Eating Disorder Therapy and Counselling
Eating Disorders affect more Canadians than was previously believed. Studies show that one in two people know someone, including themselves, who has or had an eating disorder. These are devasting psychiatric illnesses that often impact not only the individual but their family too. Our programs help individuals and families feel empowered and supported to begin rebuilding their lives.
The truth is, early intervention saves lives. The sooner a person with an eating disorder receives help, the better chance they have at recovery.
Anorexia, Bulimia, and Binge Eating Disorder require skilled, patient-specific therapy. We take a supportive approach that uses Cognitive Behavioural Therapy (CBT) and Dialectical Behavioural Therapy (DBT) to help individuals with eating disorders address symptom change. Our services don’t simply end at a set time. Instead, it continues on for as long as necessary; be it weeks, months, years, or more.
To accommodate our patient’s needs, we offer outpatient services that include individual and group therapy for anorexia, bulimia, and binge eating disorder. Each personalized journey to recovery includes a highly-skilled eating disorder treatment team.
Concurrent Residential Eating Disorder Treatment
Studies show that individuals with eating disorders often struggle with substance abuse or other psychiatric disorders such as depression. In this case, a concurrent eating disorder and addiction treatment program may be required to help a patient recover. Through a special collaboration with Bellwood Health Services and Waterstone Clinic, we provide holistic, evidence-based treatment for eating disorders and addiction that uses a unique combination of therapeutic approaches, skills training, and life coaching.
What are Eating Disorders?
“Eating disorder” is a term for a group of serious disorders in which individuals jeopardize both mental and physical functioning due to problematic relationships with food and body image. These disorders can at times be life-threatening. These problematic relationships with eating and body image manifest themselves in the form of binge eating, purging, and food restriction. Those struggling with an eating disorder greatly evaluate their personal sense of self-worth through weight and/or body image. Eating disorders are often accompanied by depression, anxiety, obsessive-compulsive disorder or substance abuse. It is crucial that all associated psychiatric problems including other addictive behaviour form part of a comprehensive treatment program so that clients can heal and achieve the life they aspire to live. Eating disorders take various forms:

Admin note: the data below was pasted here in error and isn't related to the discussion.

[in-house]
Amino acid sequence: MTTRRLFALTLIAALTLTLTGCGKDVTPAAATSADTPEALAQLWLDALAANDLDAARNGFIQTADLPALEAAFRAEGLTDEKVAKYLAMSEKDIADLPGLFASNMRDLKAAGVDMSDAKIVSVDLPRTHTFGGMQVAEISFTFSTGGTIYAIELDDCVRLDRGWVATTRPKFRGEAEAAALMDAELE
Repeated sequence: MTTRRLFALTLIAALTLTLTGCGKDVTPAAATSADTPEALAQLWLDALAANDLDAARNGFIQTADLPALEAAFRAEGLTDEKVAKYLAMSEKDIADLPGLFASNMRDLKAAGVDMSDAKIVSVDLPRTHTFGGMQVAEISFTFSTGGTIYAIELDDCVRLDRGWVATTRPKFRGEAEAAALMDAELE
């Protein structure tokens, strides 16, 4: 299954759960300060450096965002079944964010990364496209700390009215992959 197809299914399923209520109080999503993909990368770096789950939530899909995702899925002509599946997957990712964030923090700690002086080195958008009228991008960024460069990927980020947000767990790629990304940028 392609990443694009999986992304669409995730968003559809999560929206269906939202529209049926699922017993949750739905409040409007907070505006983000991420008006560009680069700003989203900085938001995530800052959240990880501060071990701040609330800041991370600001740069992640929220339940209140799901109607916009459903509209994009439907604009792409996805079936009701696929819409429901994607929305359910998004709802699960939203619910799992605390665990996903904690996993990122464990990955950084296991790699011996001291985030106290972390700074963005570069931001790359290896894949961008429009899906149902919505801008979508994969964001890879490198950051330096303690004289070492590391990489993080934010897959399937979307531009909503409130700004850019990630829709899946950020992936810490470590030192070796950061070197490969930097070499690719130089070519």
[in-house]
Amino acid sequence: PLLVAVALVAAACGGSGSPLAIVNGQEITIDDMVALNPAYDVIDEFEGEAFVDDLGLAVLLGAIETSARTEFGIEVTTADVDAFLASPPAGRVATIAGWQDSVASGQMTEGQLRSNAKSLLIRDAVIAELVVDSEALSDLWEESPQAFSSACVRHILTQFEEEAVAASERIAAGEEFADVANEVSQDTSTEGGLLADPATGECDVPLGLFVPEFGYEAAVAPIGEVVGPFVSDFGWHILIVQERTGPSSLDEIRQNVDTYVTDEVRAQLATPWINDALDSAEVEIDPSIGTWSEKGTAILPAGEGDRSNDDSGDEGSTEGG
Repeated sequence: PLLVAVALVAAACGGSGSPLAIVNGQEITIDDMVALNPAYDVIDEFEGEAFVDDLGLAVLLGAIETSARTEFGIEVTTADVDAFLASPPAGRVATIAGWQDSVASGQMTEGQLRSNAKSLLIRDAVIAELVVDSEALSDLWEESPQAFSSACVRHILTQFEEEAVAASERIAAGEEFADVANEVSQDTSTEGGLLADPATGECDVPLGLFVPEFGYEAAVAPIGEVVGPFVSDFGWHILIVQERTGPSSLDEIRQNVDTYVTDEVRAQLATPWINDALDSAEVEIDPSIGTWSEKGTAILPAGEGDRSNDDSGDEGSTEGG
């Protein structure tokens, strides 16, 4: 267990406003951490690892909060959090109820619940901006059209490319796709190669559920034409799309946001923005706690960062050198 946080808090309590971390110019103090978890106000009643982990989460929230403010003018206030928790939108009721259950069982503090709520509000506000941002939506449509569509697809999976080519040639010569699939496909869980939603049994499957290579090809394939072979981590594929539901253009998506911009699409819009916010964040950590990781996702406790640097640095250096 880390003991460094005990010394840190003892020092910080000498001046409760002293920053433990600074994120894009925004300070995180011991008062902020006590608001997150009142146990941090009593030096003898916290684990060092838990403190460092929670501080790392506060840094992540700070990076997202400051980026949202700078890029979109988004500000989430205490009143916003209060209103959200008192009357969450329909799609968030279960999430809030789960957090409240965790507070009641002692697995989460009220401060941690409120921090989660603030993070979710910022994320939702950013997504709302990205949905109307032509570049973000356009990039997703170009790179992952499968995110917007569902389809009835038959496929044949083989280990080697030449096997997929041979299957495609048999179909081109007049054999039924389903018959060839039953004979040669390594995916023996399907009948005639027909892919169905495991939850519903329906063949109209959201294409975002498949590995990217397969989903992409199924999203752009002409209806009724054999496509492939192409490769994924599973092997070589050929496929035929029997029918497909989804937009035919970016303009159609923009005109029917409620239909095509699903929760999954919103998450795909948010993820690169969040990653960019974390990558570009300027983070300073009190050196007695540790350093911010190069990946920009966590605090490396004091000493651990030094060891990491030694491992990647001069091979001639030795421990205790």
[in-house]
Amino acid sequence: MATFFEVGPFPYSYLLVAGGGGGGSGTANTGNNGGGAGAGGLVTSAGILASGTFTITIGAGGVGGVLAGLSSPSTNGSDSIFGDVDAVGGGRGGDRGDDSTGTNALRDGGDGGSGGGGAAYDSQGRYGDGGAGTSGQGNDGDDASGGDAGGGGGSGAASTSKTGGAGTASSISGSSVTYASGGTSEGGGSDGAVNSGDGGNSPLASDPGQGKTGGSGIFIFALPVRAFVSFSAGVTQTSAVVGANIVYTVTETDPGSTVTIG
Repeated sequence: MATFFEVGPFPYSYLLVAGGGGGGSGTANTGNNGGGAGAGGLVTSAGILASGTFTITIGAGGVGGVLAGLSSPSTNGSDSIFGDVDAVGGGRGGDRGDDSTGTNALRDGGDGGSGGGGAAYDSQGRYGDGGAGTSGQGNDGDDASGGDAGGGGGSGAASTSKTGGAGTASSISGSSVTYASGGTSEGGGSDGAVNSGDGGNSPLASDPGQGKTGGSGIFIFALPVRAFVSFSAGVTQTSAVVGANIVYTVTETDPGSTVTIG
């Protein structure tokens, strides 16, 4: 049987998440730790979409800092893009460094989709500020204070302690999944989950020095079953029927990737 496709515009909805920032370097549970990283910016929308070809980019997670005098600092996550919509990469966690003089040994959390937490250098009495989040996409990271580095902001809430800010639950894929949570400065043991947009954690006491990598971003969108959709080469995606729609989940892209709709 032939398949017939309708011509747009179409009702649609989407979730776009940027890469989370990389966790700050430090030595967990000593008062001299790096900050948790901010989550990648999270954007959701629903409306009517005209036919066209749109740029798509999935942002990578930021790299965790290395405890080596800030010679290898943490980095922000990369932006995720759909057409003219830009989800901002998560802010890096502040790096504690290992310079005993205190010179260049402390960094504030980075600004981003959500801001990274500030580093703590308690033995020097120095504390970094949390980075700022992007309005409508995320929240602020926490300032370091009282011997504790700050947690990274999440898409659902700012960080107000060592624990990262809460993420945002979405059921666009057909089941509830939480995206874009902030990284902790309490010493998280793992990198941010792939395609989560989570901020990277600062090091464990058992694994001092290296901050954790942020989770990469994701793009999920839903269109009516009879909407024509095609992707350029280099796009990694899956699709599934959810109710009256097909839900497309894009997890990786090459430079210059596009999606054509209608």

- Anorexia Nervosa: An eating disorder where individuals restrict their caloric intake due to an intense fear of gaining weight. The caloric restriction results in significant weight loss, loss of menstrual periods as well as being associated with other significant health-related consequences. Some individuals with anorexia also engage in excessive exercise, self-induced vomiting, and diuretic use. Anorexia Nervosa can in some cases result in death. Those living with anorexia see themselves as being overweight in spite of their weight being dangerously low.
- Bulimia Nervosa: An eating disorder characterized by periods of binging on foods. Food binges are followed by self-induced vomiting. Some individuals will also engage in excessive exercise, and the use of diuretics or laxatives. Individuals living with bulimia base their sense of self-worth on their weight or perception of their body image.
- Binge Eating Disorder: An eating disorder characterized by periods of binging on foods. Unlike Bulimia, those with Binge Eating Disorder do not attempt to purge the excessive food intake. They, therefore, gain a great deal of weight and suffer the medical complications associated with obesity. Depression, shame, and poor self-esteem are also associated with this eating disorder.
- Eating Disorders Not Otherwise Specified (ED-NOS): Describes individuals who may have a mix of anorexia and/ bulimia and/ or binge-eating symptoms, but do not necessarily fit into one category.